Turns out, the hard part was actually wading through the crap DirectTV makes you put up with when you cancel their service.  The actual conversion to broadcast was fairly easy. Here’s a summary of what I did.  Start to finish I spent about 2 hours.

  1. Start with this. Google “TV reception maps” and use one of the results to check signal strength in your area.  Check with friends and neighbors who have gone cable/satellite sober and see what they’ve done. If you have plenty of options, move on to step 2.
  2. Buy an antenna.  I paid Amazon $30 for a roof antenna. Again, plenty of choices here so read reviews and check with friends and neighbors who have already done what you’re doing.
  3. Install the antenna on the roof. For me, this was fairly easy. I took down the old dish (DirectTV didn’t want it back), and bolted the antenna to the already existing stand on my roof. I also reused the already installed coaxial cable, using a “splitter” to take the one line from the antenna and split the signal for the lines going to my TVs.  I pointed the antenna in the direction of the broadcast sources.
  4. Back inside the house, I installed signal boosters with each TV.  The coaxial lines from the antenna (formerly from the dish) then plugged into the “in” port on my signal booster. I ran another short length of cable from the “out” port to the antenna port on the back of my TVs.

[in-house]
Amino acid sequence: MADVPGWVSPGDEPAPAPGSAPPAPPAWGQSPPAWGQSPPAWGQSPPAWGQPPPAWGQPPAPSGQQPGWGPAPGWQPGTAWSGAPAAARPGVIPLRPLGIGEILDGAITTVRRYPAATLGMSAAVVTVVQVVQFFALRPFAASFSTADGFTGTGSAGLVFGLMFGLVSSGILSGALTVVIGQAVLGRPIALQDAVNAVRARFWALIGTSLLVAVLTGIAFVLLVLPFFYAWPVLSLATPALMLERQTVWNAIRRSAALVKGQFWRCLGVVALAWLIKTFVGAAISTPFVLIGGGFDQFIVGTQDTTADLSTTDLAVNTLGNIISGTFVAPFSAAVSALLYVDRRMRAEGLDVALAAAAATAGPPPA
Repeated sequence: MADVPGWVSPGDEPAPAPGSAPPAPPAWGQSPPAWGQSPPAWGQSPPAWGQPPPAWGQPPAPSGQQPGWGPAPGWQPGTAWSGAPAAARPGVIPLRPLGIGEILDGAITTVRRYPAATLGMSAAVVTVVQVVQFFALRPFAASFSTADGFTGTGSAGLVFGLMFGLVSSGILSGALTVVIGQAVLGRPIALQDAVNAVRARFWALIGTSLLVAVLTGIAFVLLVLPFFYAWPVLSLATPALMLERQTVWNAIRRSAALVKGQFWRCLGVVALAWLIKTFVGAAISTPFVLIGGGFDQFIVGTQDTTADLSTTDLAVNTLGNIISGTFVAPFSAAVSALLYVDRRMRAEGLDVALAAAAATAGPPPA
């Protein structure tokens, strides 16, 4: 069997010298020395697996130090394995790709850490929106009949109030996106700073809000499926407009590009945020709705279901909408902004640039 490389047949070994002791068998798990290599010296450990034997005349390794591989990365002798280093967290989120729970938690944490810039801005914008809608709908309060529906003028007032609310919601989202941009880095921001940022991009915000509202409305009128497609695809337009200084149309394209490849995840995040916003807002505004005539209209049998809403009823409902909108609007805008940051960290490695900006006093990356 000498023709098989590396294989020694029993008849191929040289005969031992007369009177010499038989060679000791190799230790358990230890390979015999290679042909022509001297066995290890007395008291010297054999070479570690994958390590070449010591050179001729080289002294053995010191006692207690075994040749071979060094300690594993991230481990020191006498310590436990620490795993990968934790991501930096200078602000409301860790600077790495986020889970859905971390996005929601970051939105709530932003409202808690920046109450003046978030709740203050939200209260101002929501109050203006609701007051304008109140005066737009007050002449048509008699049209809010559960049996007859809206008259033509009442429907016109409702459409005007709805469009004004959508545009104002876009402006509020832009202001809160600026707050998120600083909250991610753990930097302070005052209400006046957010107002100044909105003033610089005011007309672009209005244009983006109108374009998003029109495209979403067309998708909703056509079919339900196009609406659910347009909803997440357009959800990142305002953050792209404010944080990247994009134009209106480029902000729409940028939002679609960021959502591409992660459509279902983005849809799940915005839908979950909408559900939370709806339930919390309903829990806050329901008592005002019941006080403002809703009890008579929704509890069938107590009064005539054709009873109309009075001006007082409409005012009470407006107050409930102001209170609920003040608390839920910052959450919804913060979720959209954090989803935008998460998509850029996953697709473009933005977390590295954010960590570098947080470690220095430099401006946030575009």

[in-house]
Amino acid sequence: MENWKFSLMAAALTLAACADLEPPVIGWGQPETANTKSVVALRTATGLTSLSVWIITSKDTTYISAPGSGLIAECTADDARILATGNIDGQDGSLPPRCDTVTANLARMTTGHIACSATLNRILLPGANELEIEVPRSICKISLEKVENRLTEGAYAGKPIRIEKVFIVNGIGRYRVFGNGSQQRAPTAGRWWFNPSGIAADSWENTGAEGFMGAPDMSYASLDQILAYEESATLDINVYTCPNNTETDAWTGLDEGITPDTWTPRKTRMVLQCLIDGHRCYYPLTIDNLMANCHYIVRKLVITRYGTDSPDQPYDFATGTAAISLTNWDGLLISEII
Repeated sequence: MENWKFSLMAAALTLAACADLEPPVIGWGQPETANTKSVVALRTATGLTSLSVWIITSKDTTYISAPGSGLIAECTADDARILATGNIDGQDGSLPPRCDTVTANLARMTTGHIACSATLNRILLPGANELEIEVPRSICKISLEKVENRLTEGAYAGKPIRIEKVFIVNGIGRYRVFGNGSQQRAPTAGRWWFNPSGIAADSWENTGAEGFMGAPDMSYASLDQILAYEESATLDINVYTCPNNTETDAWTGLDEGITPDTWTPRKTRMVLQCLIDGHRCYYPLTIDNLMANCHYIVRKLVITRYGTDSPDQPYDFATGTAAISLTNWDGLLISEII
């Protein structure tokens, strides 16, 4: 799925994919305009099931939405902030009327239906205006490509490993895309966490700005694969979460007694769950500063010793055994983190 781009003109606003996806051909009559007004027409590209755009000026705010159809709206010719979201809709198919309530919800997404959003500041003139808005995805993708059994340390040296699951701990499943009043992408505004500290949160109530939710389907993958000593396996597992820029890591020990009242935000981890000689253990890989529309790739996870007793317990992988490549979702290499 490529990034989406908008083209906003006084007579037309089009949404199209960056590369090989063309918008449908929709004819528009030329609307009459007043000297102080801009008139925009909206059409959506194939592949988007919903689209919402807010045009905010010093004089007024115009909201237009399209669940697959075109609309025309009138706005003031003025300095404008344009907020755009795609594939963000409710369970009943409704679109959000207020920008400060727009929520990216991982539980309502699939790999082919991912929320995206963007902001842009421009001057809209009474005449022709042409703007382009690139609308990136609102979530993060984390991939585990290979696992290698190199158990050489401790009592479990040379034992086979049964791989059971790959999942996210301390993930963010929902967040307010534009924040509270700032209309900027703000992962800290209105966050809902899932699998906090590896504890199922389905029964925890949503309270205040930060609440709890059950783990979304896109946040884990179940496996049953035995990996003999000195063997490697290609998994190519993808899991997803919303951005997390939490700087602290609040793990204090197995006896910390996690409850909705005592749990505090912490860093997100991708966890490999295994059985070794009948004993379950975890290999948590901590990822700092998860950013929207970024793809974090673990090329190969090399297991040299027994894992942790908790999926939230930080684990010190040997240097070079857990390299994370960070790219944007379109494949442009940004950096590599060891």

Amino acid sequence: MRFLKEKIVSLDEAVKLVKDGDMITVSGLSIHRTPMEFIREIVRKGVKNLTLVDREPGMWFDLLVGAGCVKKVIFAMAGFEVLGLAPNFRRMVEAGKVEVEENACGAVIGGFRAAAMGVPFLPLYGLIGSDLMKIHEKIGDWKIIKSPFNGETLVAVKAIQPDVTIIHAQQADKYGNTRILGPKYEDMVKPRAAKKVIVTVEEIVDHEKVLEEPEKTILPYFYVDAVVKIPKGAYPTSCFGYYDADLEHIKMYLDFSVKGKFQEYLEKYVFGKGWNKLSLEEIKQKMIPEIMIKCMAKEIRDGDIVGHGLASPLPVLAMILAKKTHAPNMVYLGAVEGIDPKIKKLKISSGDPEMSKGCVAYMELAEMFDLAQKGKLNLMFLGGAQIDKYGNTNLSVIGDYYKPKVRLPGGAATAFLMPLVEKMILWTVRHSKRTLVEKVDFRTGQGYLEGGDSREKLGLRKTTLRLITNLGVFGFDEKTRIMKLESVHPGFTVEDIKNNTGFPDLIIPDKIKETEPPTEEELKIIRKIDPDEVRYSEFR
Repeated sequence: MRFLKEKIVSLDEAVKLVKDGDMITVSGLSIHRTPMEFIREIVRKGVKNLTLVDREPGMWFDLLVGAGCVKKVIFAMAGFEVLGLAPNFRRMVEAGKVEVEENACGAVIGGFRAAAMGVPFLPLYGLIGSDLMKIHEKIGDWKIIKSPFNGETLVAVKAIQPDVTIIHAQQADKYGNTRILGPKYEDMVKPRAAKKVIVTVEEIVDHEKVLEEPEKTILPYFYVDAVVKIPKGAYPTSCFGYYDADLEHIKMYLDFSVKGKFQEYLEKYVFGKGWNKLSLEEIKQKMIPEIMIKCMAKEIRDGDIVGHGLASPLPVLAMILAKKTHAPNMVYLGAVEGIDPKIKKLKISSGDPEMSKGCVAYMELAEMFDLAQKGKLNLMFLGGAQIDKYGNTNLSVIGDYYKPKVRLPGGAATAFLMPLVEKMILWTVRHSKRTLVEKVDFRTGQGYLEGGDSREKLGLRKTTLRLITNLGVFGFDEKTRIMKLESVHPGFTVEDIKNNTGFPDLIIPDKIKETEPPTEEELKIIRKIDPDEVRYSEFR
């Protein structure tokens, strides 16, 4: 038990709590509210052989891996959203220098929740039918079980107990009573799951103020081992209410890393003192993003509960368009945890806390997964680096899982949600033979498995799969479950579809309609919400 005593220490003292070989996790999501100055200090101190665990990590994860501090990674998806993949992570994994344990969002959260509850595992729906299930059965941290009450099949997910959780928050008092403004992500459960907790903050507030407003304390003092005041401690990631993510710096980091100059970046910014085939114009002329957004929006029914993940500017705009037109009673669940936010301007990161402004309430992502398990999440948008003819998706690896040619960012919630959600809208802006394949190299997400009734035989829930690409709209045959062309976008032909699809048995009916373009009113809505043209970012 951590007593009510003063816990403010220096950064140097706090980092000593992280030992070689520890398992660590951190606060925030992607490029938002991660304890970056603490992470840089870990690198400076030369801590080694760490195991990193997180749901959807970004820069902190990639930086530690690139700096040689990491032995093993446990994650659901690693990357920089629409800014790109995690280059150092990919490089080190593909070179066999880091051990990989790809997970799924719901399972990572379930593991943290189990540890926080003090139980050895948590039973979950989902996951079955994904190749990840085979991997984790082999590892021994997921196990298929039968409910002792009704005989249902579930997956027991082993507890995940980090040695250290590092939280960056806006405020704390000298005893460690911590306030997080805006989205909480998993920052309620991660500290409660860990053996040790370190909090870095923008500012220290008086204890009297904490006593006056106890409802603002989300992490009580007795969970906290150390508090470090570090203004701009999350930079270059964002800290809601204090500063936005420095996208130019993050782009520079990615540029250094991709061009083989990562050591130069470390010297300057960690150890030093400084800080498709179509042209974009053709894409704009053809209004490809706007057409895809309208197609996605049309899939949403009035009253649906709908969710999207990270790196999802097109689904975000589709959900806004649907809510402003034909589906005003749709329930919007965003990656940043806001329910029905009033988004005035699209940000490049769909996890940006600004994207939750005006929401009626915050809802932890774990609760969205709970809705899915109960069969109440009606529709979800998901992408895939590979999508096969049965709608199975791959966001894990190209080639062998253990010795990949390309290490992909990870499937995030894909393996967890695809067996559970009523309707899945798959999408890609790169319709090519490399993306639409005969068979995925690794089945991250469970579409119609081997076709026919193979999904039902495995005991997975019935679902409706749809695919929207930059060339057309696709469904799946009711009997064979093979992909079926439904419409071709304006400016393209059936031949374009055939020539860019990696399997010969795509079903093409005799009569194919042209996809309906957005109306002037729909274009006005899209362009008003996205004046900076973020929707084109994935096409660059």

5. Last step, I then used the TV’s setup to scan for channels.  It found 49 of them. Wow.

That was it. We use Chromecast to watch Hulu and Netflix. There are other options that work just as well.  We’re now getting all the major broadcast networks including PBS, and a bunch of others.

The Tao of the Trombone


The other day I realized that I’ve been playing the trombone for nearly 50 years.  And during that time, it hasn’t just been my musical instrument of choice, but a teacher.  It began shaping me when I was ten-years-old, and continues to do its work even now. In our age of distraction, it reminds me every time I sit down to play or practice that the rewards from music-making increase the more time and attention I give to my horn. I can’t play for five minutes, flit onto something else, and have any hope in maintaining my chops, let alone improve them and my technique.